Date of Award


Access Type

Thesis - Open Access

Degree Name

Master of Science in Aeronautics


Graduate Studies

Committee Chair

Andrew R. Dattel, Ph.D.

First Committee Member

Dahai Liu, Ph.D.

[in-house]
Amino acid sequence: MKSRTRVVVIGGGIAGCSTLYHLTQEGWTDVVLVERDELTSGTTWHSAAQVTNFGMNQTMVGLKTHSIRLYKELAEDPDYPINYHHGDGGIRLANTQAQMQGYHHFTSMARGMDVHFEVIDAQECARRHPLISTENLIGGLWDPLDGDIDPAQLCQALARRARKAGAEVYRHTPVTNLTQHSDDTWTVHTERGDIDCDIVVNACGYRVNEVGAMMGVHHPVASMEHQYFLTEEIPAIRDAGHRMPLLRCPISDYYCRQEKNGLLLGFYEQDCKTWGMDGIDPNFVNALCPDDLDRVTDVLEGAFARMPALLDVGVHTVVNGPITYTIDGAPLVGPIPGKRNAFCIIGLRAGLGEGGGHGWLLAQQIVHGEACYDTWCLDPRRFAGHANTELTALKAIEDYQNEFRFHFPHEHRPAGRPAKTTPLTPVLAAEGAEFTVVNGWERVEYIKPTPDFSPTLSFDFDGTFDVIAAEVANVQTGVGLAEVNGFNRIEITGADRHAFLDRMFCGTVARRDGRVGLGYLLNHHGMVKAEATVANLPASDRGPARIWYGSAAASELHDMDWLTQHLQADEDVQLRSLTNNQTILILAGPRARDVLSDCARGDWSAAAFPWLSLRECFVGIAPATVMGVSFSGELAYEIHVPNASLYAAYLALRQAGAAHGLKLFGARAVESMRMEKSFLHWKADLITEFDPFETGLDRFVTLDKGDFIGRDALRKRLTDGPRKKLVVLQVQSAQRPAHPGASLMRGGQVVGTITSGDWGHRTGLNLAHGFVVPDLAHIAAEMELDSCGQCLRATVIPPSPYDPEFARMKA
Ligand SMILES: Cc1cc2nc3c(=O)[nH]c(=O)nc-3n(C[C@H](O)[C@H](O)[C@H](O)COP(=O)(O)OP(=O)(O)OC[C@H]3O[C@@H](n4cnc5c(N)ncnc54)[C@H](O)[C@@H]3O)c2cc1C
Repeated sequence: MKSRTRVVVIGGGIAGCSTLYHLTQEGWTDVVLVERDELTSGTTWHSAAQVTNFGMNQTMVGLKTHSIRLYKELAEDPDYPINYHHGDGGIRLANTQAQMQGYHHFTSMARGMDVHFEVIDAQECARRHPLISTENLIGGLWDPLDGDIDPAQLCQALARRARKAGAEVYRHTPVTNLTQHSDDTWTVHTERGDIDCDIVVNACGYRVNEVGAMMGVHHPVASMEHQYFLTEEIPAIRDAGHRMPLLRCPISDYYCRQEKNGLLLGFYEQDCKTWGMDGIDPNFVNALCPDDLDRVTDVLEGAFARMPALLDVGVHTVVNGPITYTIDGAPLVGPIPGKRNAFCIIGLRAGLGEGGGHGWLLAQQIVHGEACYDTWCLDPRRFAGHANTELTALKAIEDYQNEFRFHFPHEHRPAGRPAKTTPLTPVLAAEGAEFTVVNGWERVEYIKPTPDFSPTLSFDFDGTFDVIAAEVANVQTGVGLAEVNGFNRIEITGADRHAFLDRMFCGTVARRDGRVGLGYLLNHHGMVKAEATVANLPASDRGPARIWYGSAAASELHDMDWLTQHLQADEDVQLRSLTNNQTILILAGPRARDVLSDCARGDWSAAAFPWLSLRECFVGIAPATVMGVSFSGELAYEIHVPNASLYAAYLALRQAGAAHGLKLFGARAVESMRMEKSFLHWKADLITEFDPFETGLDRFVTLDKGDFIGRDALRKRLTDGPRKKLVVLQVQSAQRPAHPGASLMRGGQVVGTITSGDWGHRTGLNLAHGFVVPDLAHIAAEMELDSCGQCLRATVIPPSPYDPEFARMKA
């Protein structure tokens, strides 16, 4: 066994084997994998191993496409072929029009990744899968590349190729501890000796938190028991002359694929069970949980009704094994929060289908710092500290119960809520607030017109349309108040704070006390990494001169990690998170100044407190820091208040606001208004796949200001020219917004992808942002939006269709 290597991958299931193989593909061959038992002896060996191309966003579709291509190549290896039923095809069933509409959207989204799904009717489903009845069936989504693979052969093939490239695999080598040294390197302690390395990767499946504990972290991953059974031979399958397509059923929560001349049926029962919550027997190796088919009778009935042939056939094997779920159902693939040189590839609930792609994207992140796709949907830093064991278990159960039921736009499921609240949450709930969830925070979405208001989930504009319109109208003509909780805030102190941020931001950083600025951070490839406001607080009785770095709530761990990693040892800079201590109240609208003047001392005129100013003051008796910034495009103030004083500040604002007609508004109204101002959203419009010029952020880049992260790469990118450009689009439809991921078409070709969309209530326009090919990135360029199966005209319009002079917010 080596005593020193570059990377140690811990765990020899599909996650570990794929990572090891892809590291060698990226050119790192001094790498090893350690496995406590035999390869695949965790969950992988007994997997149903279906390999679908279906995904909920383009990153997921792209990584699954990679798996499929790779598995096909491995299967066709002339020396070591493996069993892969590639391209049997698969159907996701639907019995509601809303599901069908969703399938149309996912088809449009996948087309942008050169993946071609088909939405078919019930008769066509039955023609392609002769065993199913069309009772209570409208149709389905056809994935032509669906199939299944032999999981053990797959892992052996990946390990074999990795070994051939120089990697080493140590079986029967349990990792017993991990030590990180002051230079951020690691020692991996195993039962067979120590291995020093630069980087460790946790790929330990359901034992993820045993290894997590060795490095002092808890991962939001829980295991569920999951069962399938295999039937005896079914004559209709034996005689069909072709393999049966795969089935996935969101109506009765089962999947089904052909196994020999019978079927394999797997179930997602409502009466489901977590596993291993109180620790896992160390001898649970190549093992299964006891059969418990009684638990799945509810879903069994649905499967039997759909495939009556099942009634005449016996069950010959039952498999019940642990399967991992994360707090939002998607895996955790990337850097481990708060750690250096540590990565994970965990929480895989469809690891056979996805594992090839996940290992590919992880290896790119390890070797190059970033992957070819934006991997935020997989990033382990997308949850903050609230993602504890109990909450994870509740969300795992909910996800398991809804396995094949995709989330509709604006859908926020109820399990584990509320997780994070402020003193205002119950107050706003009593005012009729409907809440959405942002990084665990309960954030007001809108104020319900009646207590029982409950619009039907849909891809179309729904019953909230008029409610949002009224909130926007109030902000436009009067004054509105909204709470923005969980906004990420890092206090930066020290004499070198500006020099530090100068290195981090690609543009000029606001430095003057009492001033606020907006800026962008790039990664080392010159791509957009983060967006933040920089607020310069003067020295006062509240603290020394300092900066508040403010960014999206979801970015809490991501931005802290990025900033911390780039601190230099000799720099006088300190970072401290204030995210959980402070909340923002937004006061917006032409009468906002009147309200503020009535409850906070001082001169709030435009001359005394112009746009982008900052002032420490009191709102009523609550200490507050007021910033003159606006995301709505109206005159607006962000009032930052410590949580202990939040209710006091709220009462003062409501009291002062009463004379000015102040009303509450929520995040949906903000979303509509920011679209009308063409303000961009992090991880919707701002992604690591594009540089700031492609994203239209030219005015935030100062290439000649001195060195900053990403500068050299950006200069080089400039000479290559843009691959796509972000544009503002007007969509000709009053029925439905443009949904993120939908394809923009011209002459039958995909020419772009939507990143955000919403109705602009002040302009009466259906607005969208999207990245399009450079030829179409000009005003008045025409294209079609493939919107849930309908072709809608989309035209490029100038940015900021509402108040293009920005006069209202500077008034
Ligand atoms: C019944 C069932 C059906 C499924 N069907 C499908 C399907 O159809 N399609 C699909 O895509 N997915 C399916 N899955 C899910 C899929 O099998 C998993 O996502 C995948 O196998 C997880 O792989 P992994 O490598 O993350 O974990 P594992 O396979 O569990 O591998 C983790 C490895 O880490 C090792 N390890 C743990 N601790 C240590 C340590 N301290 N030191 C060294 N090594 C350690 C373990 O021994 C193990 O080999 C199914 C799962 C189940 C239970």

Currently, passengers are forbidden from making cell phone calls during flights in the United States due to cellular electronic interference. However, some related research has demonstrated that the use of cell phones has little interference with avionics. Furthermore, any potential electronic interference can be eliminated by using new technology. Although talking on the cell phone does not cause electronic interference, the distraction of a passenger caused by a cell phone may negatively impact safety. The cell phone calls have been found to affect people’s attention and performance. In-flight announcements are popular methods to inform commercial airliner passengers of their situation and aircraft’s status. If a passenger’s attention is distracted from the announcements by the phone call, it would inhibit the passenger from being aware of important information. Nevertheless, little research is about the distraction of the in-flight announcements caused by cell phone calls. The purpose of this study was to compare the extent of safety compliance (checking seatbelts, raising tray tables) and retention of announcements among three groups: cell phone conversation, face-to-face conversation (i.e., talking with the passenger next to them), and control. Findings revealed that the cell phone group and the face-to-face group memorized less information from safety announcement and complied with safety behaviors to a lesser degree than the control group. The face-to-face group was not safer than the cell phone group on any measure. Therefore, it is recommended that lifting the ban on in-flight cell phone calls should be considered.